Multiple Imputation for Combined-Survey Estimation With Incomplete Regressors In One But Not Both Surveys

by Michael S. Rendall, Bonnie Ghosh-Dastidar, Margaret Weden, Zafar Nazarov

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Within-survey multiple imputation (MI) methods are adapted to pooled-survey regression estimation where one survey has a larger set of regressors but fewer observations than the other. This adaption is achieved through: (1) larger numbers of imputations to compensate for the higher fraction of missing values; (2) model-fit statistics to check the assumption that the two surveys sample from a common universe; and (3) specificying the analysis model completely from variables present in the survey with the larger set of regressors, thereby excluding variables never jointly observed. In contrast to the typical within-survey MI context, cross-survey missingness is monotonic and easily satisfies the Missing At Random (MAR) assumption needed for unbiased MI. Large efficiency gains in estimates of coefficients for variables in common between the surveys are demonstrated in an application to sociodemographic differences in the risk of experiencing a disabling occupational injury estimated from two nationally-representative panel surveys.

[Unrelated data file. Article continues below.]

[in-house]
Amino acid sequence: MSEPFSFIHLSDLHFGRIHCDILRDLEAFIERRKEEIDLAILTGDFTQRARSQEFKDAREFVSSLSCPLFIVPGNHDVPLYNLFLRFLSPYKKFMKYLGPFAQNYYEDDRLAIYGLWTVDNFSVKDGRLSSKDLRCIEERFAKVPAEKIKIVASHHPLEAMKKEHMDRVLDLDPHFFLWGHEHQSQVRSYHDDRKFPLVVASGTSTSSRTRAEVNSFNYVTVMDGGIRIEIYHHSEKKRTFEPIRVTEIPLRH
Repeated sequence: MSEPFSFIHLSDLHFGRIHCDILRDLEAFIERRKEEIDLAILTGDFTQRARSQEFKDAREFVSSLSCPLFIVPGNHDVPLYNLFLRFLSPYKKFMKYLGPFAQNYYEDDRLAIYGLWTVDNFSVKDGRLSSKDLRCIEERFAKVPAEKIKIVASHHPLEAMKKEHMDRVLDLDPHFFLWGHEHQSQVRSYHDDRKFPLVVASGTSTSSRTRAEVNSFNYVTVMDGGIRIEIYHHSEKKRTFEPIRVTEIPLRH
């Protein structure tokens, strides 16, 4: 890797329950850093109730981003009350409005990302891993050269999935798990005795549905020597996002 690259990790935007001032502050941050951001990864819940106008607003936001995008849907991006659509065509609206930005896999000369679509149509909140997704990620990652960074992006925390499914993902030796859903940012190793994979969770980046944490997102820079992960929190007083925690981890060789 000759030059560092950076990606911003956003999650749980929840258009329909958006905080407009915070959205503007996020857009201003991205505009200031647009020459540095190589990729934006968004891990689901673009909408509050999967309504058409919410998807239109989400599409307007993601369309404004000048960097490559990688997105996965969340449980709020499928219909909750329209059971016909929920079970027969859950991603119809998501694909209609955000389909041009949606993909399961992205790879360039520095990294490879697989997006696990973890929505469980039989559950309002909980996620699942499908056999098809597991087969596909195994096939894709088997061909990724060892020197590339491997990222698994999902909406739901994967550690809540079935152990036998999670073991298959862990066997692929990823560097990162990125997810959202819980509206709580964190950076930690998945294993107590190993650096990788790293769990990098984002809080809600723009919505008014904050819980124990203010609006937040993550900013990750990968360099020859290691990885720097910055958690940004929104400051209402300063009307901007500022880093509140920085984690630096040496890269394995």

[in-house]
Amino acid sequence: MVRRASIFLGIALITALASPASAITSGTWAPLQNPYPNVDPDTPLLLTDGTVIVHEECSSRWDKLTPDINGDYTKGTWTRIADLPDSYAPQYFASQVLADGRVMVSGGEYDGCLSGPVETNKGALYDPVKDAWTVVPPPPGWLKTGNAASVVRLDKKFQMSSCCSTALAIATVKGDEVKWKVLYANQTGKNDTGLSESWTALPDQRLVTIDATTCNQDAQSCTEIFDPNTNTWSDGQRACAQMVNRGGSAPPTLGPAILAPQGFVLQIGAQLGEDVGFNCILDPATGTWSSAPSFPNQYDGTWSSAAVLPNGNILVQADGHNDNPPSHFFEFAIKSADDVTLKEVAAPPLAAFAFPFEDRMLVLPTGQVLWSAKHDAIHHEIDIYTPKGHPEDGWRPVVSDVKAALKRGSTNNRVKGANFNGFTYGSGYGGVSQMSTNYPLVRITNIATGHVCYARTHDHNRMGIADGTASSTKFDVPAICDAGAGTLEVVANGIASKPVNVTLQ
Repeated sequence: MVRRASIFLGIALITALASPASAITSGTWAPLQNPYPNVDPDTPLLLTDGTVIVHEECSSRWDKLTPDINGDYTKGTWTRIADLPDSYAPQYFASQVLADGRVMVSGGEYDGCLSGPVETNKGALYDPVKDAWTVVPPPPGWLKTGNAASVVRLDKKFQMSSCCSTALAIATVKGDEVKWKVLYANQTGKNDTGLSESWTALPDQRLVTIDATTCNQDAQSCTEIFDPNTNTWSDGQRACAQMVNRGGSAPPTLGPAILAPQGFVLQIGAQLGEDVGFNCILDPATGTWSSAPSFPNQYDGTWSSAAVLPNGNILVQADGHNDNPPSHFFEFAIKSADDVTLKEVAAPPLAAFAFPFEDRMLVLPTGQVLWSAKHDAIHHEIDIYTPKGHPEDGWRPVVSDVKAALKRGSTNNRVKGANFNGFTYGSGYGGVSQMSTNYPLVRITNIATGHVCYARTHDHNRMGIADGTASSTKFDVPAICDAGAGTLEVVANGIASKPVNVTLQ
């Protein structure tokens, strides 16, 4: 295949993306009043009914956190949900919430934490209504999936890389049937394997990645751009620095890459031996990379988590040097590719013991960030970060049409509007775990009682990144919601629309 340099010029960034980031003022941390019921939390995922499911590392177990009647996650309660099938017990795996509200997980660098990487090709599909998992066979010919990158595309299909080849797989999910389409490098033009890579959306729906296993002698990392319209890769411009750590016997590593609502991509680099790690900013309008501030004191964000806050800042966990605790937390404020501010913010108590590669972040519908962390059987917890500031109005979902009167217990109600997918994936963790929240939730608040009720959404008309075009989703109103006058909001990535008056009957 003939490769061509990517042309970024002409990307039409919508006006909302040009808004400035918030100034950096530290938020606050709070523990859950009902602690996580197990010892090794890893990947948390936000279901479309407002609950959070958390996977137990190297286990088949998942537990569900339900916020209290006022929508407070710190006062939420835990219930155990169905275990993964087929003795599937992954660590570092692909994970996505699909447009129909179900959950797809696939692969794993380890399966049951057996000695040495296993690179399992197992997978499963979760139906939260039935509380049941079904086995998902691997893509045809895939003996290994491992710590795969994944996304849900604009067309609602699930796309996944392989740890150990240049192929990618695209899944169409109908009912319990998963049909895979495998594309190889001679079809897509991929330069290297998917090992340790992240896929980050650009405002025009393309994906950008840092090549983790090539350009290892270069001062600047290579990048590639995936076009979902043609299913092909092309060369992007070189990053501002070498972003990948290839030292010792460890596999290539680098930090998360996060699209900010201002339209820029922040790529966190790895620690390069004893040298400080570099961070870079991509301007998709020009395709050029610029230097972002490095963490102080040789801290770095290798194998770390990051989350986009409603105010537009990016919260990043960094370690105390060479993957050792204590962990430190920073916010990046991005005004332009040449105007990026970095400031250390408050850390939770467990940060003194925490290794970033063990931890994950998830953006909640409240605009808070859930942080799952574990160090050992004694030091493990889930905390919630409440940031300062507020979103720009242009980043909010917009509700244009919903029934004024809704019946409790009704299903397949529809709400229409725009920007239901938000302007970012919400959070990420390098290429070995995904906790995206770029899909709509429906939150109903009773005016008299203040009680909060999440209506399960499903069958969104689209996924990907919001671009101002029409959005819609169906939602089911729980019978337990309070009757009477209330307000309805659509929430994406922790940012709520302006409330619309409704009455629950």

This paper series was made possible by the NIA funded RAND Center for the Study of Aging and the NICHD funded RAND Population Research Center.

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